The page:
The cause of this commotion is the presence of the risen Christ. The stranger they had met previously on the road to Emmaus whom they had kindly invited to lunch is non-other than person they thought had died after being crucified. Yet with the simple breaking of the bread the disciples eyes are opened and they behold their saviour revealed before them as if he had never left them. But within this scene Caravaggio plays with our perception of reality. Althougth seemingly drawing us into a supposedly real space, all is not quite what it seems. We are aware of far too many things that in reality we could not perceive if we were present in front of these people. We are able to look down upon the table and its contents, yet we can still see the underside of the elbow protruding towards us on the left and indeed the underside of the hand reaching out to us of the right. We are also aware of a shadow that forms itself around the head of Christ as though forming a crude halo, yet the fall of light in the room dictates that such a shadow would not be in this position. But why would Caravaggio make these seemingly obvious mistakes but perhaps deliberate alterations to the reality of this situation? This is perhaps Caravaggio’s way of informing us that this is not an everyday event, but an extraordinary one. And as such the normal rules of everyday life do not necessarily apply. All is not what it seems, but so it shouldn’t be if such an event actually took place.


Holbein, Johannes (1497/8 – 1543) The Ambassadors (National Gallery, London) 1533:

This enigmatic full-length double portrait is a political statement as much as it is a record of two friends meeting in England. The portrait was painted in 1533, at the height of Holbein’s fame as the court painter to Henry VIII. He was recommend to the court of Henry VIII. By the humanist Erasmus Deriderius (whom he had painted ten years earlier in 1523) Holbein would go on to give us the definitive image that we all know when we think of Henry VIII. As I mentioned previously this is a record of two friends, Jean de Dinteville, here pictured on the right and his friend Georges de Selve, the Bishop of Lavaur on the left. Jean de Dinteville was visiting England on an unofficial ambassadorial mission in 1533 in a time of turmoil and upheaval in the court of Henry VIII, indeed it was during this time that Henry is seeking to divorce Catherine of Aragon in order to re-marry Anne Boleyn.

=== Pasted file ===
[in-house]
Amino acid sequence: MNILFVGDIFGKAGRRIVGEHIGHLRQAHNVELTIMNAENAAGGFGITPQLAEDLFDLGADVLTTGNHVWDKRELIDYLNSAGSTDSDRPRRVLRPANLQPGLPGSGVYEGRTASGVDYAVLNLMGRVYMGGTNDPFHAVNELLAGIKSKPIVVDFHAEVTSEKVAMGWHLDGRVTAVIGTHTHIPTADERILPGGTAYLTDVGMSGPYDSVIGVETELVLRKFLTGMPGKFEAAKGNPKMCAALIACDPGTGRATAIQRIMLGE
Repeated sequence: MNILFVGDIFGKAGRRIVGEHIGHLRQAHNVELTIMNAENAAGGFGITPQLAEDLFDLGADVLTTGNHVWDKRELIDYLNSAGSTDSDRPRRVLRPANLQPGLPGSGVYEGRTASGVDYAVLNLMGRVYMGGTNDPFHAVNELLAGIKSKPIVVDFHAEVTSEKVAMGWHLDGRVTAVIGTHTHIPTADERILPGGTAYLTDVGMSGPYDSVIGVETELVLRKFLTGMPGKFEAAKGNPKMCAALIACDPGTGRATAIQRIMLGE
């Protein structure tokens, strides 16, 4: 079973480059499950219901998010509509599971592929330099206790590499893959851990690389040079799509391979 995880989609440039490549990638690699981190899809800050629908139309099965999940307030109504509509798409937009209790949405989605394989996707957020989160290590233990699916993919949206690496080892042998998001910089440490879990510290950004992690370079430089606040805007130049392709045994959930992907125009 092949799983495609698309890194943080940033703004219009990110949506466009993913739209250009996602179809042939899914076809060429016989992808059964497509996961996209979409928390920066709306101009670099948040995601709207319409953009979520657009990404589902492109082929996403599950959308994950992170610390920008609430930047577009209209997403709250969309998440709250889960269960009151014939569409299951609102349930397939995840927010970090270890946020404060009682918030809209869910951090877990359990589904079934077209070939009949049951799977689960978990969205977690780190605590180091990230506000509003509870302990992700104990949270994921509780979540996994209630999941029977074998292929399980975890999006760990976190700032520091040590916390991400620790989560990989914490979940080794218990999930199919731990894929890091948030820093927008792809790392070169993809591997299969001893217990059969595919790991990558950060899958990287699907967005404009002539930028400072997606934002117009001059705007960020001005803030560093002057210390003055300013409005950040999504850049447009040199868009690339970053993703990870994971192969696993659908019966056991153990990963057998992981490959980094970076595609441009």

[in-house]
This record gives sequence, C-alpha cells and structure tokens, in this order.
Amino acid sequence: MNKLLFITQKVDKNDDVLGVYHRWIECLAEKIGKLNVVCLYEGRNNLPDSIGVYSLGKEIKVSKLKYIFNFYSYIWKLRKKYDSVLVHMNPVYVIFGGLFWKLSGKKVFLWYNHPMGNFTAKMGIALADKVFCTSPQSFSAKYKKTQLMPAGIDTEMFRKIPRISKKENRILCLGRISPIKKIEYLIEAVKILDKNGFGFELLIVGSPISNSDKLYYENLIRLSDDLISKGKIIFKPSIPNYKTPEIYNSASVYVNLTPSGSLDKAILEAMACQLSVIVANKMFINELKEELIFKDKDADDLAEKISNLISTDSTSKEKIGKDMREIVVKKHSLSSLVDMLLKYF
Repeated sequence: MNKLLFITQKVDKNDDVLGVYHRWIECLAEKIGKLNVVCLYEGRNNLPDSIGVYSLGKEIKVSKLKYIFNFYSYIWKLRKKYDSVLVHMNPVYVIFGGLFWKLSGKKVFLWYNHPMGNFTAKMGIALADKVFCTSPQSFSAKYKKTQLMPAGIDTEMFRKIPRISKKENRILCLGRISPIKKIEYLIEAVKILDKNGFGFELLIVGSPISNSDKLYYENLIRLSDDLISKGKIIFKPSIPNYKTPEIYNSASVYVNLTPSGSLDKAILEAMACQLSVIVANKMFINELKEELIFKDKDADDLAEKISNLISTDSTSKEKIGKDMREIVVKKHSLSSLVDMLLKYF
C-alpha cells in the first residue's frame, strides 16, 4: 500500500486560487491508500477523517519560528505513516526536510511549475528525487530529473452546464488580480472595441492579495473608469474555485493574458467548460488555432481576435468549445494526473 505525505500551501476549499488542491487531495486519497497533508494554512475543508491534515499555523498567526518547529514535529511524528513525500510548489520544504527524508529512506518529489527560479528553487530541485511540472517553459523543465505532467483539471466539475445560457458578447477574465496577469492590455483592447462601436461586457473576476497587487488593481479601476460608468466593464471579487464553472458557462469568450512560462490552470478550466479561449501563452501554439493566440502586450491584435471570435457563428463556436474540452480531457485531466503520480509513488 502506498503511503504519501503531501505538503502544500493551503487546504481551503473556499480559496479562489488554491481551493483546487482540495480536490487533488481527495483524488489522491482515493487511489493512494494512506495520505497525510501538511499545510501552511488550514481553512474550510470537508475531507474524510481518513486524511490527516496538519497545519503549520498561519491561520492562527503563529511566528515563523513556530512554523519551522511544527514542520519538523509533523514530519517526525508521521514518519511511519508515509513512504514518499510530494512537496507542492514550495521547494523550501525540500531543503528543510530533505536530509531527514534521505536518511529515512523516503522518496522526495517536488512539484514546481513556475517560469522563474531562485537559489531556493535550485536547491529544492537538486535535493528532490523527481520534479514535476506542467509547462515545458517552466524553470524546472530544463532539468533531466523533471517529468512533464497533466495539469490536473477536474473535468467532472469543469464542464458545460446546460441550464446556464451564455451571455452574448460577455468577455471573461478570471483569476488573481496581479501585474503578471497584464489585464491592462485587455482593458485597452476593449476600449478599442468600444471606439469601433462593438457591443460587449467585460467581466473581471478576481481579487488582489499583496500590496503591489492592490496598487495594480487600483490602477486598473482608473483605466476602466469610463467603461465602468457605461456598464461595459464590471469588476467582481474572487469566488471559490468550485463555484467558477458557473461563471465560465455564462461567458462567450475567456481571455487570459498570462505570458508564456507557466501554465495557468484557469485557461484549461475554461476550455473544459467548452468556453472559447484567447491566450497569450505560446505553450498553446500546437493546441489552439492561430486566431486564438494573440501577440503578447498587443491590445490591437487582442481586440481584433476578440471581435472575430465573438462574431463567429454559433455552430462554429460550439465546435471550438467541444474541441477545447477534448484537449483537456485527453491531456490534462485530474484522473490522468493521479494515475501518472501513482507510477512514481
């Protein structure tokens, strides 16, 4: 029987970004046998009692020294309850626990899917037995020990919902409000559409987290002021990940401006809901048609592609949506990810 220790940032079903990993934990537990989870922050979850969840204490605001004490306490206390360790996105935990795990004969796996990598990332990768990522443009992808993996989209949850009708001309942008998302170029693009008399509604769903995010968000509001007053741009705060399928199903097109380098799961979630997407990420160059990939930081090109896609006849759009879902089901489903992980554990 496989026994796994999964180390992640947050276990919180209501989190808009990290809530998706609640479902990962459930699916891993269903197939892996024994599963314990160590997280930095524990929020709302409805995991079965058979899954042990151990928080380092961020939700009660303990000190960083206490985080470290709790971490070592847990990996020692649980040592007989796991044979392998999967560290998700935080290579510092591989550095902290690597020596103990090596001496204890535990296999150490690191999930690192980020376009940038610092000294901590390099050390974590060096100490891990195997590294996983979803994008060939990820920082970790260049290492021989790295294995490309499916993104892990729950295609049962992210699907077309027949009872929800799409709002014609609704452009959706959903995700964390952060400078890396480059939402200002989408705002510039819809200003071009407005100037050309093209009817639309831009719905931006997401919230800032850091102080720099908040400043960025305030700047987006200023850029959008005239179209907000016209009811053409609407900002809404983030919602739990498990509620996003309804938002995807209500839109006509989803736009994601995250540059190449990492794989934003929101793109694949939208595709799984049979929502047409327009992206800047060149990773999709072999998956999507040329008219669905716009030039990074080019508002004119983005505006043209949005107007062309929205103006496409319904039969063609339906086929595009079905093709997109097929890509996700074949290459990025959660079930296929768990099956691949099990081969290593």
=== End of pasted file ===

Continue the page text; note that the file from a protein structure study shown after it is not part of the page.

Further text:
Both men are dressed in rich finery and expensive clothes fashionable in the period. Their status, learning and the fact these men are well travelled is also alluded to in the collection objects arranged on and below the table. It is in these objects that many mysteries and clues lie as to the meaning of this picture. The table itself is divided into a heavenly and earthly realm. The celestial globe on the topside of the table and the earthly globe below help to establish this distinction. We are also given an insight into the ages of the two men, if we observe the dagger held by Jean de Dinteville, we can see the number 29 and if we observe the book-page edges under the arm of Georges de Selve, we can see the number 34. But is of the mysterious object apparently floating in the foreground, it is only when one approaches the picture from an acute angle on the right-hand side, that it is revelled as a skull.

It is this image and the partially revelled crucifix in the top left-hand corner that set up the other premise of this picture. Riches and status you may have, but all are nothing next to the certainty of death. Yet the promise of salvation can be yours if you believe in the Lord.

Leslie Primo © 2010